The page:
He chose with care his colors: bright yellows, oranges, reds, sky blues, anything that stood out against the sock’s dark rainy-day drabness. If the socks were thin, he split new wool, pulling it into individual strands that he would dampen with his tongue. Then he would thread the needle.
Wool in place, he would cross-hatch the sock’s hole, slowly forming a life-raft that he’d fill with color. All my life, I have darned socks, sewn buttons, and mended my sweaters. I use bright colors, to my friends’ dismay. I still have my grandfather’s World War One sewing kit, all wrapped up in a canvas bag with his needles and some wool.
It’s wonderful to touch where his strong hands were. There are dark blood traces where he pricked his thumb and deeper stains where he sewed up wounded friends.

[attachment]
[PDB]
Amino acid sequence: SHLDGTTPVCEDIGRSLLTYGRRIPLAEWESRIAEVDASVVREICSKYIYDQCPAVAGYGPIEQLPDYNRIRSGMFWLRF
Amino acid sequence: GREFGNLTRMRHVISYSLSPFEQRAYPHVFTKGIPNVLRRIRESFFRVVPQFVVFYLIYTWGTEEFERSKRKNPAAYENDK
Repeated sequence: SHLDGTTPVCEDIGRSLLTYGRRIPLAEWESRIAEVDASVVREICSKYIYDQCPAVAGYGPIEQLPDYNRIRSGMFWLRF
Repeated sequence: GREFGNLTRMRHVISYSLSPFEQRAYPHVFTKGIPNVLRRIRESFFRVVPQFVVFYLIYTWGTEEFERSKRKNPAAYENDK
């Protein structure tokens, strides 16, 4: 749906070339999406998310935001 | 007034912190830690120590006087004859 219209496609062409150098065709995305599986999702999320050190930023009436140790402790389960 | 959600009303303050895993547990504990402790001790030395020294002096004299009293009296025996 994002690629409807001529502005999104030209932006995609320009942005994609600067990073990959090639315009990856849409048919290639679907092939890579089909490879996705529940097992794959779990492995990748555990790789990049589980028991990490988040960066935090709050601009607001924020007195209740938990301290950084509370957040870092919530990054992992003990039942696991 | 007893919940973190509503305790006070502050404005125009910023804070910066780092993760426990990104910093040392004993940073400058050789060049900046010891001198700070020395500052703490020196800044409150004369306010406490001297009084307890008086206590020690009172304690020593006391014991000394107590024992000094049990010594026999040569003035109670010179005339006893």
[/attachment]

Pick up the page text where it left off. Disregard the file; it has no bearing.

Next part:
Comment:My Grandfather, the poem, is available on DiversityTV where it is read by Alejandro Botelho. Thank you, Alejandro, for a great reading and a fine interpretation of this poem. Click here > My Grandfather < for Alejandro’s reading. Note that My Grandfather begins at 13.30. Note too that the other poems on this site are worth listening to as well.
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The Origin of the World Gustave Courbet L’Origine du monde
The origin of the world and where I came from, her deep, moist cave that cast me from dark to light. She loved me, she said, depriving me of her warmth, leaving me to go back to her lover, loving him more.
Was it guilt that drove her to drinking whisky? A forty-ouncer a day at the end, sometimes more. She would wake in the night, wander the house, banging against chairs, tables, walls, and doors.